Chef Mario Hernandez uses a technique called nixtamalization to make an avocado “steak.” The Black Ant
Chef Mario Hernandez uses a technique called nixtamalization to make an avocado “steak.”

Avocado goes beyond toast and guacamole

The superfruit gets treated with unique techniques and carvings, and appears in even more cocktails

Avocado isn’t just for toast or guac anymore.

According to the latest research from Datassential MenuTrends, the fleshy fruit now appears on 45 percent of restaurant menus, with growth of 3 percent in the last year, 17 percent in the last four years, and 42 percent in the last decade. 

Avocado-loving chefs share how they serve the superfruit, as well as some of their preferred techniques, and even ideas for what to do with all those pits.

Unique techniques

•Mario Hernandez, chef partner of Ofrenda, Temerario and The Black Ant in New York City, is serving avocado “steak,” or aguacate asado. To create the dish, Hernandez uses a process called nixtamalization. The technique involves soaking avocado in a food-grade lime powder water solution for about 45 minutes to form a skin on the flesh, giving the avocado a more solid texture for grilling, roasting or searing, and sealing in the juices and flavor. “One afternoon, I was cooking corn for my tortillas and I threw a piece of avocado into the solution. Then I noticed it started getting firm and the flavor was great. Hence, an avocado steak was born,” Hernandez said.
Grilled avocado is key to the smokey guacamole at Taco Bamba, a taqueria with three locations in Northern Virginia. Chef Victor Albisu grills avocados until slightly burnt, then cools them before mixing in Roma tomatoes, jalapeño and serrano chiles, garlic, cilantro, red onion and lime. 
•Ricardo Camacho, executive chef of Añejo in New York City, likes to make guacamole balls. He rolls mashed avocado with jalapeño, onion, cilantro, lime juice and salt, and freezes them before coating them in flour and deep frying.
•At Eden Local in New York City, chef David Laris is serving housemade tofu and avocado ice cream (pictured at left). "Avocados are one of nature’s super food,” Laris said. “They are so easily accessible, understood and finally being recognized for what they are."

Cocktails go green

Avocado is trending hard on beverage menus, up 15 percent over the last year and more than 91 percent over the last four years, according to Datassential.

•At Bar Mezzana in Boston, bar director Ryan Lotz is mixing up Smoothie Moves, an avocado cocktail (pictured at left) made with avocado vodka, kale, lime and marash pepper, and served in a coupe glass rimmed with cayenne pepper and breadcrumbs. Lotz described the drink, which is available during brunch, dinner and at the bar every day, as a sort of boozy green juice with a kick.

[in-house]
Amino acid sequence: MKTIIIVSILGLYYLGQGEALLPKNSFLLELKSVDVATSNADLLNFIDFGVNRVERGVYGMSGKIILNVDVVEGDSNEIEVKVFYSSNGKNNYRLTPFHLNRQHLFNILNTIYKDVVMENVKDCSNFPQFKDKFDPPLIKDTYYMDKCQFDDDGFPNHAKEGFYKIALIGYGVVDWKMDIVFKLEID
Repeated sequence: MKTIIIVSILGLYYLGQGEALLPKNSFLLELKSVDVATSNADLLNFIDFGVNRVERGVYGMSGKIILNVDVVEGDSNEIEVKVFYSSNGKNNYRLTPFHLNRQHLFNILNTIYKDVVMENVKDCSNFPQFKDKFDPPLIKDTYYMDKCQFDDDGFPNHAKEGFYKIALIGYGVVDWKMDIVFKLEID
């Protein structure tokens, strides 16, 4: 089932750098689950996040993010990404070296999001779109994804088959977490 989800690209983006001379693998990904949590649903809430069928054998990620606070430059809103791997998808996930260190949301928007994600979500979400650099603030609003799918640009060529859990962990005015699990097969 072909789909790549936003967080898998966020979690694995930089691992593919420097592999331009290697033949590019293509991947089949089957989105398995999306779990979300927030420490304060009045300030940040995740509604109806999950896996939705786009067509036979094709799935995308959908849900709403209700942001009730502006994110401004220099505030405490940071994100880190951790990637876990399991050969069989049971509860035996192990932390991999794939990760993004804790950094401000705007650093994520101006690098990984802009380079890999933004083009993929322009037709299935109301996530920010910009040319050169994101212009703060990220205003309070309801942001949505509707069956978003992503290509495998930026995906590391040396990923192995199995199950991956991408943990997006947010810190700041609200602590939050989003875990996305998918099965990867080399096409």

•When his restaurant gives avocados, Luis Arce Mota, chef and owner of La Contenta and La Contenta Oeste in New York City, likes to make an avocado seed hot toddy. He starts by brewing a tea using the whole avocado seed, then adding agave and tequila. “It is a traditional [Mexican] remedy for an upset stomach, and happens to go well with tequila and agave,” Mota said. “It’s a really good sedative drink.”


Some chefs aren’t just cooking with avocado, they’re also making art out of it. A recent search for #avocado on Instagram returned more than 7 million posts, including chefs’ photos of their avocado carvings.

•Last February, chef Kylie Millar, who appeared on “MasterChef Australia” in 2012, carved an avocado half into hundreds of tiny squares, and then posted a photo of her “pixelated avo” on Instagram. The photo went viral, earning more than 24,000 likes to date.
Todd Ashworth, chef at Sidelines Sports Bar & Grill in Brunswick, Ohio, has been carving avocado seeds for few years. He got inspired to create his first seed art while at his previous gig as a chef at an assisted living facility, where he made a lot of guacamole burgers. “The pits can be made into all kinds of things," Ashworth said. "I’ve made chess pieces, buttons, beads, little mice and faces, turtles.” Unfortunately, Ashworth said he doesn’t use many avocados in his current position, but he still likes to carve seeds at home now and again. “I’m at a sports bar in Ohio,” he said. "Avocados aren’t really big.” Aspiring avo-carvers can find his how-to videos under the handle “Triclaw” on

Correction: Jan. 25, 2018  An earlier version of this story misstated the availability of Bar Mezzana's avocado cocktail. It is available during brunch, dinner and at the bar every day. 

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